What I thought I'd do instead then is let you know about a half-dozen of my favourite festival-only wines that you are still actually available at the Grant Park Liquor Mart. A few of the Argentine and New Zealand wines I wrote about a few days ago are still hanging around too, but not in large quantity for the most part.
Cono Sur NV Sparkling Rosé (Bio-Bio, Chile — $13.99)
This dry pink bubbly is made from Pinot Noir grown in the Bio-Bio region of Chile — further south than most grape-growing regions, Bio-Bio is a touch cooler than other spots, which is good for Pinot. Toasty bread dough notes work well with raspberry, cherry and strawberry aromas on the nose. It's lighter on the palate and the bubbles are very lively, adding intensity to the red berry flavours here. That bread dough note comes through on the finish as it does on many of my favourite sparkling wines. A fantastic value. 89/100
Musita 2012 Catarratto (Sicilia, Italy — $13.99)
Mineral, peach skin, perfume, lemon and green apple notes are aromatically intense on this Sicilian white. It's a medium-bodied, viscous white (Catarratto is the grape variety, incidentally), with big red apple and mineral notes, a dollop of honey and an almost-peppery complexity to the finish. It sounds weirder than it is; the Musita over-delivers for the price, and would be excellent with most seafood dishes. There's some of the 2012 Grillo left too, which is also quite a good Italian white. 90/100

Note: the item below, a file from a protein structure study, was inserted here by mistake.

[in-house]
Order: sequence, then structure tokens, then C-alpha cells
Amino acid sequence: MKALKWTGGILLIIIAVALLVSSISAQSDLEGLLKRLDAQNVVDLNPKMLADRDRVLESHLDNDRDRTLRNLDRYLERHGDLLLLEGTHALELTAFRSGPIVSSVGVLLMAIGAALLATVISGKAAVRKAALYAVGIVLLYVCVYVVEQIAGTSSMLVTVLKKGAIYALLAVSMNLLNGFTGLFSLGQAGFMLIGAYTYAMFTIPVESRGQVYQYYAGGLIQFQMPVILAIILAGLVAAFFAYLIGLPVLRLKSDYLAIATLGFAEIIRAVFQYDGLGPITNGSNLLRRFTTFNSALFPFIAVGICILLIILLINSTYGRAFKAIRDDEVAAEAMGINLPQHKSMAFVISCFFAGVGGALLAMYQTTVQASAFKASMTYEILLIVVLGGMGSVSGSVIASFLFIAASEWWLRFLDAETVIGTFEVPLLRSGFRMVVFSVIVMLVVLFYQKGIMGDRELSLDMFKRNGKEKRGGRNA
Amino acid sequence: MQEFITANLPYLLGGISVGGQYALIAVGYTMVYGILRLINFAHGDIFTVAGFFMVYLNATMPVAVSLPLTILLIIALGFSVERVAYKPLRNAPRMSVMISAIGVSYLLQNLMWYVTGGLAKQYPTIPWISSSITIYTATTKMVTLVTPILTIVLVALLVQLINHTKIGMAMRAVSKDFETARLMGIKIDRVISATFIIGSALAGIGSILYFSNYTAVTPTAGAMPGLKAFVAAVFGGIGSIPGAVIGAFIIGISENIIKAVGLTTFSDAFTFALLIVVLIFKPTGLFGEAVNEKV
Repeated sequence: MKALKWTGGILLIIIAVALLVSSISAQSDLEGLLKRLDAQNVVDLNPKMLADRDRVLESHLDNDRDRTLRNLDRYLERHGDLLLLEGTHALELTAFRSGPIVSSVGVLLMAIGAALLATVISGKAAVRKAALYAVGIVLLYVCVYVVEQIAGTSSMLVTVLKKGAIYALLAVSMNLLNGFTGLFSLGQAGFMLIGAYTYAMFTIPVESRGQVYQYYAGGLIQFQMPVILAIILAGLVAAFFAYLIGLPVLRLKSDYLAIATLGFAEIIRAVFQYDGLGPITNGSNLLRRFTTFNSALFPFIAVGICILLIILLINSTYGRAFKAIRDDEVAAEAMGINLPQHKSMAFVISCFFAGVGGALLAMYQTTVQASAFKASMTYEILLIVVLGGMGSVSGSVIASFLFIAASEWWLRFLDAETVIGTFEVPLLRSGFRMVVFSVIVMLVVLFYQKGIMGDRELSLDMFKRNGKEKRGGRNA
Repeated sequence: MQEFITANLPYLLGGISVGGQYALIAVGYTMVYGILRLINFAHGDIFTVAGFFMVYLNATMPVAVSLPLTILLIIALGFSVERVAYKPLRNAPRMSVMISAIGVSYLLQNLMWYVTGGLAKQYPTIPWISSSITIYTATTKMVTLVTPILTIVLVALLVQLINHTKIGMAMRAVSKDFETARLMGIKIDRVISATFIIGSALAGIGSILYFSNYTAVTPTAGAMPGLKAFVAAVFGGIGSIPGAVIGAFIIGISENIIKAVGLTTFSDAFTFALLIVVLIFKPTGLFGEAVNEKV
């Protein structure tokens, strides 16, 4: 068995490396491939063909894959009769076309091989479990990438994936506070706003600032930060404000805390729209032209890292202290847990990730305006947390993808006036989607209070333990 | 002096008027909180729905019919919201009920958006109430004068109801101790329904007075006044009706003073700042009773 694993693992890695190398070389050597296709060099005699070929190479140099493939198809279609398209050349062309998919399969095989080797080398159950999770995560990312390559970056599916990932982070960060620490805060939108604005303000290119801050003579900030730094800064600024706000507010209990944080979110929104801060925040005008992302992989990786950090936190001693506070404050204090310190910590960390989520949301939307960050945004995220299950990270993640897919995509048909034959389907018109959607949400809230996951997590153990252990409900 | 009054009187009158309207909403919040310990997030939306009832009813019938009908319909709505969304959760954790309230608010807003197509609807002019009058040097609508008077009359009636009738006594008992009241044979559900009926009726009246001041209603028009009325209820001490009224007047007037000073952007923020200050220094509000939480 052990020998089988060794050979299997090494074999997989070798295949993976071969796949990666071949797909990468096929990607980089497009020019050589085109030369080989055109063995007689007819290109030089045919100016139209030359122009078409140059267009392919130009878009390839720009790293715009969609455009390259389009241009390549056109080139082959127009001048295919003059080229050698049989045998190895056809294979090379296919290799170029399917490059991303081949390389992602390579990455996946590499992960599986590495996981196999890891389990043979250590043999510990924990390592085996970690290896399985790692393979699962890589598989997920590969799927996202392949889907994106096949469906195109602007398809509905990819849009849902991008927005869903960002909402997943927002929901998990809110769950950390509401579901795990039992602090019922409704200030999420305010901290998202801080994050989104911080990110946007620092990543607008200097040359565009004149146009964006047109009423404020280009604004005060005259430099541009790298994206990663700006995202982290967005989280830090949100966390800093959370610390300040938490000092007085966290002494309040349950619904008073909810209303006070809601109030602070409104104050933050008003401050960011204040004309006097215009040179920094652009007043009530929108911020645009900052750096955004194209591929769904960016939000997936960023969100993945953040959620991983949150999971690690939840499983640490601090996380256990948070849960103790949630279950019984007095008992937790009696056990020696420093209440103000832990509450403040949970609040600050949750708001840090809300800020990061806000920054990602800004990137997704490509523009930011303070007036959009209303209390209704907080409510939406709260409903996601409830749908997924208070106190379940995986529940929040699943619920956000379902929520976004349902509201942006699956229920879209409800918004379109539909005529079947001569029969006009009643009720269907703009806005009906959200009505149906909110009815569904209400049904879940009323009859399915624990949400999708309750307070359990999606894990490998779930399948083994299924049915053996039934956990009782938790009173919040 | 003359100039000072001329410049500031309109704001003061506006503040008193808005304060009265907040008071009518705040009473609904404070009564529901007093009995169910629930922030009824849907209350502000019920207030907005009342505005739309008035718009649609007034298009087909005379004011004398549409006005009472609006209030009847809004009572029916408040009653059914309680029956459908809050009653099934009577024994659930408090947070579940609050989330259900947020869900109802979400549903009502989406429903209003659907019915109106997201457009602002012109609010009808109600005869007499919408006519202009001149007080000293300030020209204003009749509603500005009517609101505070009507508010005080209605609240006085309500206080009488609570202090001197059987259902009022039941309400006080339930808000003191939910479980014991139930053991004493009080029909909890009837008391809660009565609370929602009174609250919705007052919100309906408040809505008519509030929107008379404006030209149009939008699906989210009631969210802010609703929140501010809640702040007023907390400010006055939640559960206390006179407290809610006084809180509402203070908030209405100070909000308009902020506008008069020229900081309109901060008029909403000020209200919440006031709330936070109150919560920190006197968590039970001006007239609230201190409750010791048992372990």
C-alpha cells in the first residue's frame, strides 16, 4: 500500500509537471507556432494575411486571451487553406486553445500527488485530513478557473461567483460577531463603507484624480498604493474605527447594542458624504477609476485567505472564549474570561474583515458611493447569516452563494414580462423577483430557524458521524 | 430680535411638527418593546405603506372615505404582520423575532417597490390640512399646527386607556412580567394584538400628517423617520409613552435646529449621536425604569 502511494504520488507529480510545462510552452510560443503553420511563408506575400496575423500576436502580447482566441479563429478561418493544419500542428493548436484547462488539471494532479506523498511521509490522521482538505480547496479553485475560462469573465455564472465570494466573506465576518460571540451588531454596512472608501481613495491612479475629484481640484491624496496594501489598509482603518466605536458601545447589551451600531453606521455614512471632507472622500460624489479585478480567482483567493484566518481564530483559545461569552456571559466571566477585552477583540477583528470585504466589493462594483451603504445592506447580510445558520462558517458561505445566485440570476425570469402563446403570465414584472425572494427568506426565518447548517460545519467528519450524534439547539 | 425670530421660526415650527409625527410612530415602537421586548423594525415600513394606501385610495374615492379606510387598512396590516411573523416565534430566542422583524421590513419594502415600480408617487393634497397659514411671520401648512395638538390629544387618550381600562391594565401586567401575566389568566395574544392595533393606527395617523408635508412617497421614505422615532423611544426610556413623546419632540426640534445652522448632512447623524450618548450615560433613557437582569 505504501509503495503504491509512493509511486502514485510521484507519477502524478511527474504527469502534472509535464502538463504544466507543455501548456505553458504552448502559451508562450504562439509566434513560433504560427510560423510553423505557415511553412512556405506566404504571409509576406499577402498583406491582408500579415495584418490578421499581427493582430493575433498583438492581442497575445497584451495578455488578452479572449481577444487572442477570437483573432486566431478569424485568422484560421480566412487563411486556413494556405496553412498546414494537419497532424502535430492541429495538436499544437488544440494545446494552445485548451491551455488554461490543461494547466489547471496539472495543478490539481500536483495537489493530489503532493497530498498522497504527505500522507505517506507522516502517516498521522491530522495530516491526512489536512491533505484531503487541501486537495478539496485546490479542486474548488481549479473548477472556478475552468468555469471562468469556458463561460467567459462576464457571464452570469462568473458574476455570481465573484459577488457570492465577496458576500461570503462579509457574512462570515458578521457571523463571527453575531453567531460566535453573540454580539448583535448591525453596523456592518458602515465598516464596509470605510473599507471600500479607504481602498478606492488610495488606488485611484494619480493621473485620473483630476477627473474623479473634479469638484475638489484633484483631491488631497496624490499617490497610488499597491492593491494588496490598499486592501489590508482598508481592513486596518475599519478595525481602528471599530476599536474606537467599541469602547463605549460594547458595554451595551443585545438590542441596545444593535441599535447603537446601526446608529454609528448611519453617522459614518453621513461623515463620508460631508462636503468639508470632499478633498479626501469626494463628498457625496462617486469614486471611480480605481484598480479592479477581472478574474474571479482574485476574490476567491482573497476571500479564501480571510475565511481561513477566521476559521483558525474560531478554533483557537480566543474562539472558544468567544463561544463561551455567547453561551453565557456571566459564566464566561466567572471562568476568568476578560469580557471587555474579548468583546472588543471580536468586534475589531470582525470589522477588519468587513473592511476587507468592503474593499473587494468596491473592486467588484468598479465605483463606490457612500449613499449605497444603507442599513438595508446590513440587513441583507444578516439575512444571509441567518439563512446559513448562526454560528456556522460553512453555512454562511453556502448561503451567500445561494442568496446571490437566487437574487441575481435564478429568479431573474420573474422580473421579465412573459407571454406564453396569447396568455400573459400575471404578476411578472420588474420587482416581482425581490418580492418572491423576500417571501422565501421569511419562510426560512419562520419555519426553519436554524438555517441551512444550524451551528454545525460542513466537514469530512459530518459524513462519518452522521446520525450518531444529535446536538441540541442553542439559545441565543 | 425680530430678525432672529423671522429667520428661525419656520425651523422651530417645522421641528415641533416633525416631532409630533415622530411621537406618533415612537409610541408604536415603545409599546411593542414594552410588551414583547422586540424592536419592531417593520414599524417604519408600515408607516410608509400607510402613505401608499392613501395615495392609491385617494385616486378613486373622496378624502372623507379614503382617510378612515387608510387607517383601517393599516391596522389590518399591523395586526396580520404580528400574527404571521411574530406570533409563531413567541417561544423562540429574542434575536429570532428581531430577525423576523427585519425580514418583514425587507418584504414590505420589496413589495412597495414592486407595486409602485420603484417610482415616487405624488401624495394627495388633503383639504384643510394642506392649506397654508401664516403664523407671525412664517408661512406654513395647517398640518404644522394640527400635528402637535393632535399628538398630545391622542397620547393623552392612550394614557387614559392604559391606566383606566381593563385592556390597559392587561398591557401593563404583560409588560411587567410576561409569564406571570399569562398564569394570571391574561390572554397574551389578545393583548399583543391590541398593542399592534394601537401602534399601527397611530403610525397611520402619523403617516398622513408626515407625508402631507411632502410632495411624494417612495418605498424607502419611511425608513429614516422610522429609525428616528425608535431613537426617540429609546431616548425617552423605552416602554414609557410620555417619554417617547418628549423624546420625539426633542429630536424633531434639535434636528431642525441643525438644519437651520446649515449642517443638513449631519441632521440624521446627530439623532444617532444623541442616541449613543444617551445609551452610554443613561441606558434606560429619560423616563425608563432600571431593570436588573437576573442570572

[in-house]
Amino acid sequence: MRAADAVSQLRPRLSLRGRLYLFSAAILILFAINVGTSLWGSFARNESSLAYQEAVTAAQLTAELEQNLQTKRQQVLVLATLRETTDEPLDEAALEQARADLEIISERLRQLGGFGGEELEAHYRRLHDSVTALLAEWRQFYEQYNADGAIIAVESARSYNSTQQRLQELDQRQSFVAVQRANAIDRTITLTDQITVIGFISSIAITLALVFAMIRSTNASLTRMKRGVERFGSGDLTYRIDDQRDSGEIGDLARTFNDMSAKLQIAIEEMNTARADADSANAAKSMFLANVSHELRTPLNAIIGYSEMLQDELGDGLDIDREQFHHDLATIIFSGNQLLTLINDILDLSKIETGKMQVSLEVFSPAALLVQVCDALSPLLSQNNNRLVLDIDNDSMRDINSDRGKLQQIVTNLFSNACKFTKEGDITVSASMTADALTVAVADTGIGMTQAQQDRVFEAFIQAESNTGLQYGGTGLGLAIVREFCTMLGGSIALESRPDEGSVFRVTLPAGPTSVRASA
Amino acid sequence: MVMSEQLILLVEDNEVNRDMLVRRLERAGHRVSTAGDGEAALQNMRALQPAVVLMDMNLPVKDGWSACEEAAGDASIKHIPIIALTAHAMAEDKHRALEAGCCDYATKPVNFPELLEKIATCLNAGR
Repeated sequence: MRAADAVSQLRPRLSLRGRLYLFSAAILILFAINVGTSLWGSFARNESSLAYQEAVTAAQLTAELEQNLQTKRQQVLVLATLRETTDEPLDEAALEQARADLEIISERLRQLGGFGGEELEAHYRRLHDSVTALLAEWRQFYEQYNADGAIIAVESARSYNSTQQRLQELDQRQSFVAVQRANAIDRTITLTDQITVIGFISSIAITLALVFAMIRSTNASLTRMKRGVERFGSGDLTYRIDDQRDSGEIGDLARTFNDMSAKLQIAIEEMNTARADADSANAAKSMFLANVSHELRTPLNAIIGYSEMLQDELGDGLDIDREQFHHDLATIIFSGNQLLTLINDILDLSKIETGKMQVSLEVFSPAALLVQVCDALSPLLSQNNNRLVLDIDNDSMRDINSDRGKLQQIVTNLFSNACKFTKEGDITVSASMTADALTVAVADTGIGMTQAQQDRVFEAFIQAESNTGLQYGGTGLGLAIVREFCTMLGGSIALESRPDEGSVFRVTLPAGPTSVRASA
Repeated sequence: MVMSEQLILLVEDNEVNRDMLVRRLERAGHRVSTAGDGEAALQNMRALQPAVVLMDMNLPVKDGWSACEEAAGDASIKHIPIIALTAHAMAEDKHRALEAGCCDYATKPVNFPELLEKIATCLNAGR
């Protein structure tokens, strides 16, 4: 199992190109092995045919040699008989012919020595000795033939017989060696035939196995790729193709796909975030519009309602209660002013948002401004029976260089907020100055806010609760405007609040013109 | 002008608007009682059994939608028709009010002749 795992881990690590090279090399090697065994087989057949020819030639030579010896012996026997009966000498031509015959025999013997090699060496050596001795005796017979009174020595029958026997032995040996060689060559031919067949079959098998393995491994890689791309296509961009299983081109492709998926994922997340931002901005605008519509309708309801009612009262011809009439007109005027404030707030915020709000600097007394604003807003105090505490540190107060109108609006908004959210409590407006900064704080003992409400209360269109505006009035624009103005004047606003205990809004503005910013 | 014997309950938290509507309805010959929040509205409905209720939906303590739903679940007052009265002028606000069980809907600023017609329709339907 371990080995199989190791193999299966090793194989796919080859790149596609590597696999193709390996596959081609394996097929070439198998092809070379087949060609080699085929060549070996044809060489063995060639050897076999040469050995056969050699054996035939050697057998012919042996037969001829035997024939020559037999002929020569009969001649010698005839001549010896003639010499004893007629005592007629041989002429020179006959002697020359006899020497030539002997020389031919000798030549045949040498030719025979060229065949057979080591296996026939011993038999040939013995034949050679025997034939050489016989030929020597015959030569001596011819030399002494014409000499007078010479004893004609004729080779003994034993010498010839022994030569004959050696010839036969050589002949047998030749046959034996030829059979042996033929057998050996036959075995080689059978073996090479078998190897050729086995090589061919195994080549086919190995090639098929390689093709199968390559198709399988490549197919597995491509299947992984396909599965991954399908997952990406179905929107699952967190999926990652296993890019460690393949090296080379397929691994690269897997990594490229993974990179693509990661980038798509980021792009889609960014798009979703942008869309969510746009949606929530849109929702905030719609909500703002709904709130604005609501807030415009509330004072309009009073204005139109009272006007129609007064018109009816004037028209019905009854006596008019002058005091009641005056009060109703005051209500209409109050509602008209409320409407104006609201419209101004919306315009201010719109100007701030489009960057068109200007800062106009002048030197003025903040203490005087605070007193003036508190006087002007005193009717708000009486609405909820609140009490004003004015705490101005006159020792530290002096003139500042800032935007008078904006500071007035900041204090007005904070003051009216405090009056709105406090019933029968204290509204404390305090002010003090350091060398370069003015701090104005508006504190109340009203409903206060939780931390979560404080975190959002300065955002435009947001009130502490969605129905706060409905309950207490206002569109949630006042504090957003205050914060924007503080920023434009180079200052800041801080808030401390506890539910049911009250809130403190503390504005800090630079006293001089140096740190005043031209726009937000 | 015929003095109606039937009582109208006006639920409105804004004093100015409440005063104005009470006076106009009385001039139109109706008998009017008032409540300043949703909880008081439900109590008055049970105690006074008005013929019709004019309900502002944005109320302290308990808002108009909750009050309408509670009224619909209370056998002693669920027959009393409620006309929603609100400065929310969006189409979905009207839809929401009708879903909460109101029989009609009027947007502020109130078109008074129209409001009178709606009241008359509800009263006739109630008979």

Lionel Osmin 2011 Villa Grand Cap (France — $16.23)
A blend of Colombard, Sauvignon Blanc and Grand Manseng grapes, this French white offers mineral, herbal, lime rind, pear and spice notes on the nose. It's a lean, light-plus bodied white with lots of complex mineral, chalky, herbal, and lemon flavours and a splash of racy acidity that would work wonderfully with mild, creamy cheeses or pasta with a cream sauce. I still can't get over the fact that of the 130+ booths at the Winnipeg Wine Festival, only two were pouring French wine. More on this in a column to come. 88/100
Peter Dennis 2011 Matilda Shiraz (McLaren Vale, Australia — $20.04)
Aussie winemaker Peter Dennis can be found pouring his wines himself nearly every year at the Winnipeg Wine Festival, and this year was no exception. Cherry, raspberry, perfume, vanilla and spice aromas are accentuated by a hint of wet earth. A full-bodied Shiraz, the Matilda delivers on these same traits on the palate, with some black pepper notes in there that are typical of the grape. This is an elegant, restrained Shiraz. 88/100
Rodney Strong 2010 Cabernet Sauvignon (Alexander Valley, California — $29.99)